College Wrestling

Iowa will have to replace valuable seniors next season

Hawkeyes have talent, face tough task to close on leaders; UNI has bright future; ISU begins rebuild under Dresser

The Iowa wrestling team poses for a photo with their fourth place team trophy at the conclusion of the 2017 NCAA Division I Wrestling Championships at the Scottrade Center in St. Louis, Missouri on Saturday, March 18, 2017. (Cliff Jette/The Gazette)
The Iowa wrestling team poses for a photo with their fourth place team trophy at the conclusion of the 2017 NCAA Division I Wrestling Championships at the Scottrade Center in St. Louis, Missouri on Saturday, March 18, 2017. (Cliff Jette/The Gazette)

ST. LOUIS, Mo. — Iowa wrestling has won 23 NCAA team titles.

The Hawkeyes haven’t added to that total in the last seven seasons. With defending champion Penn State returning a loaded lineup and Iowa graduating a strong group of seniors, the total may not change after next season.

The Hawkeyes will attempt to improve the fourth-place finish, building around two medalists and two more with national tournament experience.

“They have everybody coming back,” Iowa Coach Tom Brands said. “We have two All-Americans, two thirds, and we have some freshmen in the stands right now watching and have a recruiting class coming in and we’ll keep making progress.”

Penn State could bring back 142 points. NCAA runner-up and Big Ten champion Ohio State can return all 110 points. Oklahoma State, which place third, received 85 points from underclassmen. Iowa only has 38 1/2 points coming back. Iowa has its work cut out to close the gap.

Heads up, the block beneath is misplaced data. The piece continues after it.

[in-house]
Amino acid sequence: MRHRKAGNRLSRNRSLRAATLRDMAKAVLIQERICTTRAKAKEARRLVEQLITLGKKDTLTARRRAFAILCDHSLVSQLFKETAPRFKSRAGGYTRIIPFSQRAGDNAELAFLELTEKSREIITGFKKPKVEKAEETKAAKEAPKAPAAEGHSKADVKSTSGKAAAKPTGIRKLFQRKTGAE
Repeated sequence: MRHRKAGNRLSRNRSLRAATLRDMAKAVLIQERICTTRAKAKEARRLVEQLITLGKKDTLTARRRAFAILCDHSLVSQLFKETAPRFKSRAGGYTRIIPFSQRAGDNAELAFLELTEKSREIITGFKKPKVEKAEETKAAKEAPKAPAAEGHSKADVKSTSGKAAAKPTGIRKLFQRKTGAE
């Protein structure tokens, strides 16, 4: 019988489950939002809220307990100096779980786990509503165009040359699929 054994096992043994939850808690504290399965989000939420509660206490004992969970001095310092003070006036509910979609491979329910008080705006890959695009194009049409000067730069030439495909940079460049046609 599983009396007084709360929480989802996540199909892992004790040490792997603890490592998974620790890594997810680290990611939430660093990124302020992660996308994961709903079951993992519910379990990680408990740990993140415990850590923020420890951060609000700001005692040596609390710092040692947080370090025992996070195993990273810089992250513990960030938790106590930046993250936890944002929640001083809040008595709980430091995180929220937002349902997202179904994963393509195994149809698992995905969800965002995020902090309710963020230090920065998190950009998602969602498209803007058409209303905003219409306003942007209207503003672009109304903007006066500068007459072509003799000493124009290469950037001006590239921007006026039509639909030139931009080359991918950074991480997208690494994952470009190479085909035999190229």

“You close it with tough wrestling,” Brands said Saturday night at the NCAA Division I Wrestling Championships at Scottrade Center. “There’s more to it than that and we’re not done with the tournament yet, so we analyze and we go forward like we did last year.

“We’ll get there.”

The talent waiting in the wings of the practice room and those waiting to step foot on campus next year will have to replace five senior starters, including NCAA champion and four-time All-American Cory Clark, three-time NCAA placewinner Thomas Gilman and two-time All-American and Big Ten champion Sam Brooks.

• Cory Clark captures elusive NCAA crown


In addition to their contributions on the mat, the influence they have had on the program’s environment and the athletes who will assume their leadership roles.

“Part of a senior class that has been vital to a culture change a little bit,” Brands said. “When I talk about culture change I’m talking about being good leaders for our young guys, our incoming freshmen.

“They host recruits. They do it all. They’ve been on board every step of the way and that’s every one of those senior class.”

Gilman said he wants to train with the Hawkeye Wrestling Club, so he could be around to help tutor the new leaders, like junior three-time All-American Brandon Sorensen and redshirt freshman Michael Kemerer. Both placed third Saturday. Kemerer seems eager to take the reins.

“We’ll be a young team next year so I have to take the stuff they (seniors) taught me and teach it to some of our younger guys,” Kemerer said. “We just have to get back to winning. It starts with our young guys right away getting them with the right mentality and turn things around.”